What Does Catastrophic Molt Look Like on Elephant Seals and Penguins?

These fascinating photos show what's known as a "catastrophic molt." It's a dramatic variation on the more gradual molting process that some animals undergo to replace old feathers, fur, hair or skin. The first two photos, taken by our friend Jenny Varley, a British photographer and conservationist, on the Islas San Benito off Baja, show Northern elephant seals losing their old skin and fur. This is happening with the females right now. The seals must haul out and stay ashore for nearly a month, unable to enter the water to feed because of temporary sensitivity to temperature change. (Elephant seals are unusual in this way; most other seal species can replace their skin and fur gradually while in the water.)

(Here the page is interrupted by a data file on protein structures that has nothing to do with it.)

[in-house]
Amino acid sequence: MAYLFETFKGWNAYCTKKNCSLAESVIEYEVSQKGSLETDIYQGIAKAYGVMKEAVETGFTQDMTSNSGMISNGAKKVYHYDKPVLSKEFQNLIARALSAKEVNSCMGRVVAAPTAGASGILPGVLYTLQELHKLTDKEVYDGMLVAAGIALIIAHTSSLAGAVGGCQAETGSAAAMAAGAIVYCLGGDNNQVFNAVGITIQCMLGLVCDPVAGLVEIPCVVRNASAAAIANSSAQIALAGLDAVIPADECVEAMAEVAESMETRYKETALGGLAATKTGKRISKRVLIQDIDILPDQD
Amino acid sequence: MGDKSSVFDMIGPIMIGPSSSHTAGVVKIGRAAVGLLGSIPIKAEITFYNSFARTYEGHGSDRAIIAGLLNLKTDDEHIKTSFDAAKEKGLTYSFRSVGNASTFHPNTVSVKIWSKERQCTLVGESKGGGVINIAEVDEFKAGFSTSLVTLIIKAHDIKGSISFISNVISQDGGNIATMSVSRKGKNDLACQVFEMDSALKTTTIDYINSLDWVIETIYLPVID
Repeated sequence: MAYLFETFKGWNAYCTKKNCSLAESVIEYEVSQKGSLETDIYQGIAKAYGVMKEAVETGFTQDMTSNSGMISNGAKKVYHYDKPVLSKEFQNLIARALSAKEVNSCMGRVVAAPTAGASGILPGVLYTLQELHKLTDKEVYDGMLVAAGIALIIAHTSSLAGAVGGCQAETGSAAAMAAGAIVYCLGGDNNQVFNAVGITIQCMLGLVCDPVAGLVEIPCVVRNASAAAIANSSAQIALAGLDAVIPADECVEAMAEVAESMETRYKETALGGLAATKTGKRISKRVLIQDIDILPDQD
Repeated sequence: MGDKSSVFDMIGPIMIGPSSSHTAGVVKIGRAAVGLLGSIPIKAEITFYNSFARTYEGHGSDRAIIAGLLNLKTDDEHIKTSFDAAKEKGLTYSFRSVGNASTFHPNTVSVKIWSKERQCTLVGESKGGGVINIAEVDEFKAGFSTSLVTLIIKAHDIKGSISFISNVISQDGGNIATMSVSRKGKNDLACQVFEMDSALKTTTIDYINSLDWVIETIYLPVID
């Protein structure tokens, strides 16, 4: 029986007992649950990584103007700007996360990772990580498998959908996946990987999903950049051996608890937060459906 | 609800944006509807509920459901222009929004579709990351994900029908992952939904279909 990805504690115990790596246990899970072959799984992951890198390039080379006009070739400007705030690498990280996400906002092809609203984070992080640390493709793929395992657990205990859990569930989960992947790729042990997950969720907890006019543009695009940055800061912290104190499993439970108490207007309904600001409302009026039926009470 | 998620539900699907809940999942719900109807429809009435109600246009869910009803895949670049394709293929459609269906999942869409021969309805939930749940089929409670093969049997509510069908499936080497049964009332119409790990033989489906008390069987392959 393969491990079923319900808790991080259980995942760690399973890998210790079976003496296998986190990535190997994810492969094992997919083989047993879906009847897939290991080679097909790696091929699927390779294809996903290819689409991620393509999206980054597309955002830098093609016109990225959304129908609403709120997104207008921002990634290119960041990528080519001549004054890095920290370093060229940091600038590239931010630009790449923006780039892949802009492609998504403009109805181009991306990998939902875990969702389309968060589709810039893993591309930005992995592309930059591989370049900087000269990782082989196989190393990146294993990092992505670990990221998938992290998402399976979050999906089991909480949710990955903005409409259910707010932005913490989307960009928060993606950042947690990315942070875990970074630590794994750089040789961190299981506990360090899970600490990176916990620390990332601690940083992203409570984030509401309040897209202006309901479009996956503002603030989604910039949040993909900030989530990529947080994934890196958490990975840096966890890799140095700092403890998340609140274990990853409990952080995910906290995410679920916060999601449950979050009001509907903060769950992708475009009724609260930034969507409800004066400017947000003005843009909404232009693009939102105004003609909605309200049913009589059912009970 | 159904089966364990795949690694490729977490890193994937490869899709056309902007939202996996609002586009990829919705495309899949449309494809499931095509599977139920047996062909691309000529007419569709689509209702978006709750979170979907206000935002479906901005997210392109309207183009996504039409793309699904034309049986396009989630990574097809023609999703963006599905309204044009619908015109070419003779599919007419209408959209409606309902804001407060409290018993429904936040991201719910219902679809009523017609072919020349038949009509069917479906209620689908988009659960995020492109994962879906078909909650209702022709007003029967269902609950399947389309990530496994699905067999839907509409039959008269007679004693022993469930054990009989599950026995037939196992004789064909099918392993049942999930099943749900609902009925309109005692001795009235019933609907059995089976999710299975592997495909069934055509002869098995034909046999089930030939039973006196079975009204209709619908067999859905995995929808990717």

Northern elephant seal molting on the Islas San Bonito. (photo by Jenny Varley)

Photo by Jenny Varley

Pamelia and I were amazed to see thousands of king penguins undergoing a catastrophic molt (third photo) on our awe-inspiring recent trip to Antarctica (http://www.thenaturalistsnotebook.com/our-blog/on-a-beach-with-200000-king-penguins-and-thousands-of-elephant-seals). They too had to stay out of the water, unable to feed, for weeks.

 King penguin molting at St. Andrews Bay on South Georgia Island. (photo by Craig Neff)

King penguin molting at St. Andrews Bay on South Georgia Island. (photo by Craig Neff)

Molting animals can look unusual—feel free to share with us any shots you take of interesting ones. And if you want to see more of Jenny's wonderful wildlife photography, check out http://www.jennymvarley.co.uk/ Thanks, Jenny!  —Craig Neff and Pamelia Markwood